by Nina Auslander
What is your background? How did you get interested in education?
I became interested in teaching toward the end of my college experience. I had really fallen in love with physics and sharing that passion through teaching seemed an obvious choice. I was also probably influenced by the fact that my father was a teacher and administrator in schools his whole career. I quickly found the work in schools to be invigorating. To me, working with students is incredibly rewarding — helping them learn and grow into citizens who will help make the world a better place.
What are some approaches towards education that you have from your old school that you plan on bringing to Watershed?
I don't really think about bringing approaches from White Mountain to Watershed. I really want to learn about and support the best of what is already happening at Watershed. That said, at White Mountain we are working on having students more involved in discussion about program improvements. I would want to be sure that students have a proactive role in helping to shape the educational experience at the school.
What aspects of Watershed most excites you?
I am particularly excited about the work the students and teachers do at Watershed. By wrestling with big questions and engaging in the community, it becomes clear that education is not about memorization and recall, it's about about preparing for life in our complicated world. It seems to me that Watershed students learn not just about the world, but in the world and for the world.
What aspects of Colorado excite you the most?
I have been intrigued with Colorado since childhood — the beauty of the mountains, the wide-open spaces. This is a bit hokey to share, but in 4th grade everyone had to choose a state to do a report on: I chose Colorado. As an adult I have hiked and camped in Rocky Mountain National Park and skied at Vail, Snowmass, and Copper Mountain. I have also spent time in Denver and Boulder and really enjoy the culture and the openness of the people I've met.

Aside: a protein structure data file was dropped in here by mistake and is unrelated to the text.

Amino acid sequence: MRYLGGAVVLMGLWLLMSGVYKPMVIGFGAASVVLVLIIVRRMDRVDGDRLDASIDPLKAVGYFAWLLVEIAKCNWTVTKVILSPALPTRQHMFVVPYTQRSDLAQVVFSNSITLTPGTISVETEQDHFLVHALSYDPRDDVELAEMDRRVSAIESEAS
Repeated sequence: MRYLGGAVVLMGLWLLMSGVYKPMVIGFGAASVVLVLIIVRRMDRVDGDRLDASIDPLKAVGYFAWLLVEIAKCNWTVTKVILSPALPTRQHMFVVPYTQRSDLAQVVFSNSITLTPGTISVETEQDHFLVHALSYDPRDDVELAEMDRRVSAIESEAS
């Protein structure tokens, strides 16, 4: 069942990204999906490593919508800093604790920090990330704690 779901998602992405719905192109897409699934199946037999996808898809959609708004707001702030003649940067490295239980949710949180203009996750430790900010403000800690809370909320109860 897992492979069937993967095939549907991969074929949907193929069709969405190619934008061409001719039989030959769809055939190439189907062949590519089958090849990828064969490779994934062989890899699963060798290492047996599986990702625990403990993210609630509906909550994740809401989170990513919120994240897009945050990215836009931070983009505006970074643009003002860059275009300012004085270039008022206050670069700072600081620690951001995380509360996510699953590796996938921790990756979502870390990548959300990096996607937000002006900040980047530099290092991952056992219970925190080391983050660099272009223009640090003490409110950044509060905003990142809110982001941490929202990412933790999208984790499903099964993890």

At this point, do you see yourself bringing any major changes to Watershed? If so, what do you believe the school can improve upon the most?
As I mentioned above, I really hope to learn more about the strengths of Watershed before making any judgments about changes. In general, I feel that the best way for a school to evolve is to really identify the strengths, and work to build upon those strengths.
Do you have any plans to address the lack of economic and racial diversity at Watershed?
This is an important part of Watershed's future work, and I am glad to see that it is an active conversation at the school. I'm bringing no specific plans, but I know from my experience here at White Mountain that it is an all school endeavor — everyone has a role to play as we wrestle with resources and working to be sure the community is welcoming and supportive of all.